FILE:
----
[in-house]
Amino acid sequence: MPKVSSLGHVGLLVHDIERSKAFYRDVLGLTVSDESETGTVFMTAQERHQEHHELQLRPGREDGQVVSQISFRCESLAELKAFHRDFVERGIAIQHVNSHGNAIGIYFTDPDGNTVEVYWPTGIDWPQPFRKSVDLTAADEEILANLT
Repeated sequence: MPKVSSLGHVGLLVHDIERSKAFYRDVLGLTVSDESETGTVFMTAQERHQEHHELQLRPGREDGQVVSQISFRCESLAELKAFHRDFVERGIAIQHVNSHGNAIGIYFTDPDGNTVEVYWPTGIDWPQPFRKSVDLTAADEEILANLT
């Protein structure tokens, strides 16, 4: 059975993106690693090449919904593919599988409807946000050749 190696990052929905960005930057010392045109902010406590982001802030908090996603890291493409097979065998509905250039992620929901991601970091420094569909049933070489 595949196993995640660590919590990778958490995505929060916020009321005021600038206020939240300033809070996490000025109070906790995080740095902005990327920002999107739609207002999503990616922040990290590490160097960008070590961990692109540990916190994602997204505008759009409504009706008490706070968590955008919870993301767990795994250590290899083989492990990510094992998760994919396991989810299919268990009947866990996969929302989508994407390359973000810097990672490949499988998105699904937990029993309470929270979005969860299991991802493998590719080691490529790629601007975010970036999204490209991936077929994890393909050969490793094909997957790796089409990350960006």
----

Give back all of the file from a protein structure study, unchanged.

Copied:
[in-house]
Amino acid sequence: MPKVSSLGHVGLLVHDIERSKAFYRDVLGLTVSDESETGTVFMTAQERHQEHHELQLRPGREDGQVVSQISFRCESLAELKAFHRDFVERGIAIQHVNSHGNAIGIYFTDPDGNTVEVYWPTGIDWPQPFRKSVDLTAADEEILANLT
Repeated sequence: MPKVSSLGHVGLLVHDIERSKAFYRDVLGLTVSDESETGTVFMTAQERHQEHHELQLRPGREDGQVVSQISFRCESLAELKAFHRDFVERGIAIQHVNSHGNAIGIYFTDPDGNTVEVYWPTGIDWPQPFRKSVDLTAADEEILANLT
């Protein structure tokens, strides 16, 4: 059975993106690693090449919904593919599988409807946000050749 190696990052929905960005930057010392045109902010406590982001802030908090996603890291493409097979065998509905250039992620929901991601970091420094569909049933070489 595949196993995640660590919590990778958490995505929060916020009321005021600038206020939240300033809070996490000025109070906790995080740095902005990327920002999107739609207002999503990616922040990290590490160097960008070590961990692109540990916190994602997204505008759009409504009706008490706070968590955008919870993301767990795994250590290899083989492990990510094992998760994919396991989810299919268990009947866990996969929302989508994407390359973000810097990672490949499988998105699904937990029993309470929270979005969860299991991802493998590719080691490529790629601007975010970036999204490209991936077929994890393909050969490793094909997957790796089409990350960006």